There are commentators who go out of their way to explain that all of this rudeness from Jesus is just a way of testing the woman’s faith, pushing her to persevere and claim Jesus as her own. It bothers some people that Jesus could actually not know something, that he would need to have his mind expanded by a woman. Personally, I don’t buy it. I think God’s mission and purpose for Jesus was something Jesus was slowly living into and understanding, maybe right up to the end. I think this encounter really does record an instance where Jesus realized that if he was messiah, it was not a role limited to the Jewish people. In fact, his people weren’t really accepting him well at all. In this story, Jesus learned something he hadn’t realized before – who he was here for.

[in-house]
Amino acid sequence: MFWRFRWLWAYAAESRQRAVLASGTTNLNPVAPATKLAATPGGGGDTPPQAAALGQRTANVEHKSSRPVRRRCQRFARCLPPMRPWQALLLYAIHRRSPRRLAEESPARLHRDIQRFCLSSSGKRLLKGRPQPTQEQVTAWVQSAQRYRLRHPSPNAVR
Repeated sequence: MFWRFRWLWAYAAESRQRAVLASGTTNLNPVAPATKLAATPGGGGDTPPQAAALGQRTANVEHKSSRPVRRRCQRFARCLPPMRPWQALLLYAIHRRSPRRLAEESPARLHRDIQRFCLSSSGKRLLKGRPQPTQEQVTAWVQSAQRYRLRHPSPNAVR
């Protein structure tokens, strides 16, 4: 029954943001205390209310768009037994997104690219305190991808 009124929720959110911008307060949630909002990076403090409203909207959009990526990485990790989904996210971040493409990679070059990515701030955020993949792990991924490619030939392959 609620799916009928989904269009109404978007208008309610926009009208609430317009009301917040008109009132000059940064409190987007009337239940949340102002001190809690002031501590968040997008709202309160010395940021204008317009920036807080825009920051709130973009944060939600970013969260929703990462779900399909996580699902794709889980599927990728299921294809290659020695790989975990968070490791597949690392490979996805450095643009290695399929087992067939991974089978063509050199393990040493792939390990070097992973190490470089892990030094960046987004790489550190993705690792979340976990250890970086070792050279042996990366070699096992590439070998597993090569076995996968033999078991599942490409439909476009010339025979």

God’s purpose and mission is something we all grow into over time, each of us in our own lives, and as a community together. We start out coming to church for all kinds of reasons, most of them having to do with our own needs. We need community. We need something for our kids. We need support in a hard time. We need a place to try out our new faith and sense of calling. But as we join and keep coming and as we begin to belong, the purpose of our being church grows and evolves. We start to come because of other people, people there we’ve become friends with, or people who we realize have come to need us. We come because it’s a place where we can serve others and participate in something bigger than ourselves. And gradually, it grows beyond ‘me’ to ‘us.’
But there is further that it can go still. Jesus knew he was not living for his own self; he believed he was living for his people Israel. But the Canaanite woman showed him that it was greater even than that – he was living for everyone, those who came to listen to him and those who never would. For him it went beyond ‘us’ to ‘all.’